The current study showed the scores for a different level of symptoms (e.g., moderate-to-severe depression, PHQ-9 score ≥10) was 26.1%. A similar study conducted during the pandemic in China showed that around 17.4% of patients had minor and 18.2% had moderate-to-severe depression. Depression symptoms were more prevalent during the peak period of the COVID-19 pandemic than in nonepidemic times.
Depression has always been associated with gender; various studies give the same inference. A similar study conducted in Greece on the family members of the patients undergoing palliative radiotherapy reported 76% of the depression among female caregivers. A study on the psychological responses among the general population during the COVID-19 pandemic in China demonstrated that female patients are prone to develop higher depression levels, as shown in the current study. Furthermore, another study by Chin et al. noted that females are more at risk of developing depressive symptoms than male counterparts. With similar findings, the current study indicated that female respondents had a significant association with depression than male respondents. Taking male as a reference, female respondents showed 4 times higher risk for depression.
With an age-group depressive symptom, they have always been a concerning issue. To conclude, several studies have demonstrated to elaborate the same. Similarly, similar findings in a study reported that age ≥35 is at increased risk and had a significant relationship with depression. However, in contrast, the current study showed no significant association with depression. Notwithstanding, early counteraction of psychological wellness issues is critical for excellent clinical results and better life quality for patients and their family members. As the COVID-19 pandemic heightens, this study will consider building up a mental help system for families affected by COVID-19 and different zones influenced by this pandemic.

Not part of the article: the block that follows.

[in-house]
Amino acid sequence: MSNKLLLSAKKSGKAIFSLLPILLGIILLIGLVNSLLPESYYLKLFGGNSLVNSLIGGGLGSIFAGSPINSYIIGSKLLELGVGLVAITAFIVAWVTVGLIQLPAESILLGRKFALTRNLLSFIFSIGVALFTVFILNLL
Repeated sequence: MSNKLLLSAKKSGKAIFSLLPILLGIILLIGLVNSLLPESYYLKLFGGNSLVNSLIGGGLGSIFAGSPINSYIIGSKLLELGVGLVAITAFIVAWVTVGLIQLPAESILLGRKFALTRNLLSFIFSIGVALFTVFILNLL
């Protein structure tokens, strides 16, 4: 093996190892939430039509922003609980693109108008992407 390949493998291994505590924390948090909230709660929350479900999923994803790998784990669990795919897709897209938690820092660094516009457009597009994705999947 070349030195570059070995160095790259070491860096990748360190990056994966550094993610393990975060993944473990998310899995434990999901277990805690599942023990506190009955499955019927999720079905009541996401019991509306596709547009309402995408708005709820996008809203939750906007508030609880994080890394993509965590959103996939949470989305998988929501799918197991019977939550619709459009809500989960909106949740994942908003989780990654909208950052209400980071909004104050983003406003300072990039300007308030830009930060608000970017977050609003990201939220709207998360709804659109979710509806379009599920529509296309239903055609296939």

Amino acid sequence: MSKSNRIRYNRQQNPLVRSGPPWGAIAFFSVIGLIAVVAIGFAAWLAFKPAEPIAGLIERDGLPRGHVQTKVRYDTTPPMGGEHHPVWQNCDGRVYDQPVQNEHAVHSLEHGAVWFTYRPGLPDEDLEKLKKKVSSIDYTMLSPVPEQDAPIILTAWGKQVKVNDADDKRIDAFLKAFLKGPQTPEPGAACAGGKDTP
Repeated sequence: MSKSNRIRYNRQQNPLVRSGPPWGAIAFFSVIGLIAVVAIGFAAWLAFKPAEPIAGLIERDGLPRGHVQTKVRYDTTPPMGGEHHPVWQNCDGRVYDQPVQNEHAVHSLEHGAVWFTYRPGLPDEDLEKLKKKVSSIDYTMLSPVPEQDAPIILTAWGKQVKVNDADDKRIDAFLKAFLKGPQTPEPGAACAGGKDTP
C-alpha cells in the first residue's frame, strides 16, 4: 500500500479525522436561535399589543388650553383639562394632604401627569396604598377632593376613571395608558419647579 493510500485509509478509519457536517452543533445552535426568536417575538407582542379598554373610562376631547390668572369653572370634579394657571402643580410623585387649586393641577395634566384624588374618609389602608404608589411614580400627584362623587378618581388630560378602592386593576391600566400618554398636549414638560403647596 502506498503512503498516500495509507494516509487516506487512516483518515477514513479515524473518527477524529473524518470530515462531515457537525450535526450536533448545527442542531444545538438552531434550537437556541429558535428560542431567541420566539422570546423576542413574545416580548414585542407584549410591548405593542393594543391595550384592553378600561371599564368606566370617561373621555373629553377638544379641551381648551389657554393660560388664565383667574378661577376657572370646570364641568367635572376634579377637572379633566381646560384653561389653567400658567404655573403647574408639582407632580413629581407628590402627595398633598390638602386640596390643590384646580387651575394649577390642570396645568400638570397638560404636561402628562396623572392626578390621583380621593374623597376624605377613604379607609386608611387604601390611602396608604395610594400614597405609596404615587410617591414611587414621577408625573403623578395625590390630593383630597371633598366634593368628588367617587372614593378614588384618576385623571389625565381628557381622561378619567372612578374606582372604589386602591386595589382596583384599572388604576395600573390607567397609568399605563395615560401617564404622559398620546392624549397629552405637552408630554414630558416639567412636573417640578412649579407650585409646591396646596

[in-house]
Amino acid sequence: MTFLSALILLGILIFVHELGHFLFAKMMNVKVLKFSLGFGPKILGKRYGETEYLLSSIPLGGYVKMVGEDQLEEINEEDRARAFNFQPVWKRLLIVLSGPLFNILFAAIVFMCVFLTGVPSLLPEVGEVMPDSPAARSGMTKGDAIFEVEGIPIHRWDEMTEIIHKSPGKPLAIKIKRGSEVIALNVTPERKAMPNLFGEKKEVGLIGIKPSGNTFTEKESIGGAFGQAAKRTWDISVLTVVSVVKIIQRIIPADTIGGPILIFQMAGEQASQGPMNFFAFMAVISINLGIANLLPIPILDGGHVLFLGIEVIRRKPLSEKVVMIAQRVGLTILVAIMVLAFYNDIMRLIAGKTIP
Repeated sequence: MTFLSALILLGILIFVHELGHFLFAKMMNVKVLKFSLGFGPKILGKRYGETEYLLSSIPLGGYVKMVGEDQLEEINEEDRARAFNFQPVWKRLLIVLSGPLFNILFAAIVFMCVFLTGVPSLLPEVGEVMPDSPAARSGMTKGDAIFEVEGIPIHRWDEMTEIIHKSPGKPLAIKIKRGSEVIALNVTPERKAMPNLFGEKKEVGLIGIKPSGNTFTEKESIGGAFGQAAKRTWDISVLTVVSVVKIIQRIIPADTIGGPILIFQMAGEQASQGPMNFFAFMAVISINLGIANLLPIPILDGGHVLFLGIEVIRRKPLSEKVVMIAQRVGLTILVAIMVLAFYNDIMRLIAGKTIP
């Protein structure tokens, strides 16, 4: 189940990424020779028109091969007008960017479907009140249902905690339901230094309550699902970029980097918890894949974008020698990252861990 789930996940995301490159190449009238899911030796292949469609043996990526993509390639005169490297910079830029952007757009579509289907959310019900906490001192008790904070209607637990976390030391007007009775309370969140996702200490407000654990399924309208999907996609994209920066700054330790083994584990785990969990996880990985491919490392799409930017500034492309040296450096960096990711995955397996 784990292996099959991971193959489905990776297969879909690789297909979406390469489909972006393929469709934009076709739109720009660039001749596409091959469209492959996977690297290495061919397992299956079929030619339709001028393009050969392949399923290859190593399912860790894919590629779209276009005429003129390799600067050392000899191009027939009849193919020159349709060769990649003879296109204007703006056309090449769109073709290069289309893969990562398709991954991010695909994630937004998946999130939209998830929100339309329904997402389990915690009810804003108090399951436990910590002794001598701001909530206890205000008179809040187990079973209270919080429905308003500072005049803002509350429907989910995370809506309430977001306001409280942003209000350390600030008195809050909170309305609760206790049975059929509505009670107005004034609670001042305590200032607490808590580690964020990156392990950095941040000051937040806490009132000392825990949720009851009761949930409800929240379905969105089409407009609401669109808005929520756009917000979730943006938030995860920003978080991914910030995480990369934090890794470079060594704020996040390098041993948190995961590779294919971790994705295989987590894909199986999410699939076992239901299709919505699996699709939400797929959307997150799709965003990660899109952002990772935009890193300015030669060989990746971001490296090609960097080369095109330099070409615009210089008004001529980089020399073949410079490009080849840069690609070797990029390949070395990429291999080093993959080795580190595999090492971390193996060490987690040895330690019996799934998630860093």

Strength of the study
As far as we could know, this is the first study to investigate the mental health issues and related factors among family members of COVID-19 patients and one of the first to investigate this issue during an infectious period. Second, the tool used for the assessment of mental health has good reliability and validity. As the COVID-19 pandemic elevates, our disclosures will help develop some psychological assistance framework for family members with COVID-19 patients and various zones affected by this pandemic.
(1) Study sample is not highly representative, as the respondents were from a single-center, limiting the result's generalizability. (2) To prevent potential COVID-19 infection from spreading, a telephonic survey was conducted; study sampling was voluntary, resulting in possible selection bias. (3) A cross-sectional study does not determine a causal relationship between mental health and sociodemographic variables.
| Conclusion|| |
The present study provided evidence of a significant mental health burden on family members of admitted patients suffering from COVID-19 during this pandemic. In summary, we suggest that more attention should be made to this vulnerable population's mental health during an infectious disease outbreak. Our findings are also crucial in enabling the government to allocate health resources and offer appropriate treatment for family members who suffer mental health problems during the COVID-19 pandemic or any other infectious disease outbreak in future.
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[Table 1], [Table 2], [Table 3], [Table 4], [Table 5]